MINNEAPOLIS (NewsNation Now) — The city of Minneapolis Friday agreed to pay $27 million to settle a civil lawsuit from George Floyd’s family over the Black man’s death in police custody, as jury selection continued in a former officer’s murder trial.
The Minneapolis City Council emerged from a closed session Friday to announce the settlement, which includes $500,000 for the south Minneapolis neighborhood where Floyd was arrested, that includes the 38th and Chicago intersection that has been blocked by barricades since his death, with a massive metal sculpture and murals in his honor. The city didn’t immediately say how that money would be spent.
Floyd family attorney Ben Crump called it the largest pretrial settlement ever for a civil rights claim, and thanked city leaders for “showing you care about George Floyd.”
“It’s going to be a long journey to justice. This is just one step on the journey to justice,” Crump said. “This makes a statement that George Floyd deserved better than what we witnessed on May 25, 2020, that George Floyd’s life mattered, and that by extension, Black lives matter.”
L. Chris Stewart, another attorney who worked with the family, said the size of the settlement “changes evaluations and civil rights for a Black person when they die.”
“And what happens is that trickles down to decisions in the communities across this country. When there is a city council or a mayor deciding, ‘Oh, should we get rid of no-knock warrants, should we get rid of chokeholds, do we want to change these policies?’ They have 27 million reasons now why they should. And that will make decisions happen. That will make accountability happen.”
George Floyd’s sister Bridgett Floyd, who attended jury selection earlier this week for former Minneapolis police officer Derek Chauvin, said in a statement she was glad the lawsuit was resolved.
“Our family suffered an irreplaceable loss May 25 when George’s life was senselessly taken by a Minneapolis police officer. While we will never get our beloved George back, we will continue to work tirelessly to make this world a better, and safer, place for all,” she said.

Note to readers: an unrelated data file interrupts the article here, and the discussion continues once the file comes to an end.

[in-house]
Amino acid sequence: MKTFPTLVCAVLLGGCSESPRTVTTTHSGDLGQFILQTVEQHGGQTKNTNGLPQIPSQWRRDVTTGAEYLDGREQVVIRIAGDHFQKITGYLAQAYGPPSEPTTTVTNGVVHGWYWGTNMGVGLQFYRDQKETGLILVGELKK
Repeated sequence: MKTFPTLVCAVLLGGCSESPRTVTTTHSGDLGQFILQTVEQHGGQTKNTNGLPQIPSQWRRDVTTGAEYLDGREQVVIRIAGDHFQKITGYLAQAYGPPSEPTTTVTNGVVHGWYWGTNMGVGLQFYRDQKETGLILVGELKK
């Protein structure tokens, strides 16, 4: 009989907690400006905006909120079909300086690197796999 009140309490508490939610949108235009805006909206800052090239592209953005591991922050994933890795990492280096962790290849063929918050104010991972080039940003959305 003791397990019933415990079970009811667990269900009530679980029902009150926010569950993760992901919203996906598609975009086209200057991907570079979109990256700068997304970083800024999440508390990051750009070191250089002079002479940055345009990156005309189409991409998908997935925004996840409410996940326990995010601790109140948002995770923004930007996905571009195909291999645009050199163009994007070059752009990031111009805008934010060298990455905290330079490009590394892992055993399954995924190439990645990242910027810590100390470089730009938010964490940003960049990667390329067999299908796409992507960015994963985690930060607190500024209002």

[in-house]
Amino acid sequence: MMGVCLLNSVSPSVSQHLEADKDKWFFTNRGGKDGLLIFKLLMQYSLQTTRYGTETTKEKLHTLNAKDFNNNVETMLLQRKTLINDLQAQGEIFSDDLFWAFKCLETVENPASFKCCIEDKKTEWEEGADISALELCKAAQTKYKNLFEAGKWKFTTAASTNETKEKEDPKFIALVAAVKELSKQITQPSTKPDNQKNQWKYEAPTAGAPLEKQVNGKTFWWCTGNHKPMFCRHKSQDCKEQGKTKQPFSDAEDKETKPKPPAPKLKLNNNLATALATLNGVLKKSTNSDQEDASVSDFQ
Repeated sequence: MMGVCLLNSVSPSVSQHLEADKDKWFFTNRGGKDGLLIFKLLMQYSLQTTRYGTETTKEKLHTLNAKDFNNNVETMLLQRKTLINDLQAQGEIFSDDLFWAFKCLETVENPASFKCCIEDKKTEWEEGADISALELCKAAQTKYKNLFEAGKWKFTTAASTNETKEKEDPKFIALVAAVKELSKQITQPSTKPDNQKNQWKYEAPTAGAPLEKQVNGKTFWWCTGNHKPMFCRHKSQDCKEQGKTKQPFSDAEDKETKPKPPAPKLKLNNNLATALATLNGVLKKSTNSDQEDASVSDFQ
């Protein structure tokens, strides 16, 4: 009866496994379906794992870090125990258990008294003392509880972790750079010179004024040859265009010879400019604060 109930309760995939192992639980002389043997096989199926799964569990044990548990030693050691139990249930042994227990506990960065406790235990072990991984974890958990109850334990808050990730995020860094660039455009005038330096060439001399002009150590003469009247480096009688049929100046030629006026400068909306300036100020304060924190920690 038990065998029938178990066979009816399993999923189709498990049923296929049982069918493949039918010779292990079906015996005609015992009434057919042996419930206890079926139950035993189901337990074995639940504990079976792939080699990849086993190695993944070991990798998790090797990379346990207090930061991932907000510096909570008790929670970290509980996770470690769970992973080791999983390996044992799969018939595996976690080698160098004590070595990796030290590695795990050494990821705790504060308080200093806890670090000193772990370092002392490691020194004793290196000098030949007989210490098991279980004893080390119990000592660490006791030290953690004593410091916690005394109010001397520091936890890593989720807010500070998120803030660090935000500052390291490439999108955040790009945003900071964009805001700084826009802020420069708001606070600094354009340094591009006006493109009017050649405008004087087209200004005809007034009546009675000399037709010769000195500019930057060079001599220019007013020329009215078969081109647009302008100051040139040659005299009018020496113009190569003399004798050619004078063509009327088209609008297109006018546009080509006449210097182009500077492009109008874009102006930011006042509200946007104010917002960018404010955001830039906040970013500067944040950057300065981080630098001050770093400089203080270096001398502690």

Floyd was declared dead on May 25 after Derek Chauvin, a former officer who is white, pressed his knee against his neck for about nine minutes. Floyd’s death sparked sometimes violent protests in Minneapolis and beyond and led to a national reckoning on racial justice.
“I hope that today will center the voices of the family and anything that they would like to share,” Council President Lisa Bender said. “But I do want to, on behalf of the entire City Council, offer my deepest condolences to the family of George Floyd, his friends and all of our community who are mourning his loss.”
Floyd’s family filed the federal civil rights lawsuit in July against the city, Chauvin and three other fired officers charged in his death. It alleged the officers violated Floyd’s rights when they restrained him, and that the city allowed a culture of excessive force, racism and impunity to flourish in its police force.
Jury selection is still underway in Chauvin’s trial who has been charged in Floyd’s death. Six jurors have been selected so far for Chauvin’s trial, who’s now being tried for third-degree murder in addition to second-degree murder and manslaughter charges.
Hennepin County Judge Peter Cahill restored the third-degree murder charge at the start of Thursday’s proceedings, after rejecting it as not warranted by the circumstances of Floyd’s death in an earlier ruling. An appellate court ruling in an unrelated case established new grounds, and Chauvin failed to get the courts to block the charge.
In 2019, Minneapolis agreed to pay $20 million to the family of Justine Ruszczyk Damond, an unarmed woman who was shot by an officer after she called 911 to report hearing a possible crime happening behind her home.
The federal lawsuit sought unspecified compensatory and special damages in an amount to be determined by a jury. It also sought a receiver to be appointed to ensure that the city properly trains and supervises officers in the future.
It wasn’t immediately clear how the settlement might affect the trial or the jury now being seated to hear it. Joseph Daly, a professor emeritus at Mitchell Hamline School of Law, said it will be hard to stop jurors or potential jurors from hearing about it.
“Judge Cahill will likely explain to the jurors that each must make a decision based solely on the evidence they hear in the criminal trial,” Daly said.
The Associated Press contributed to this report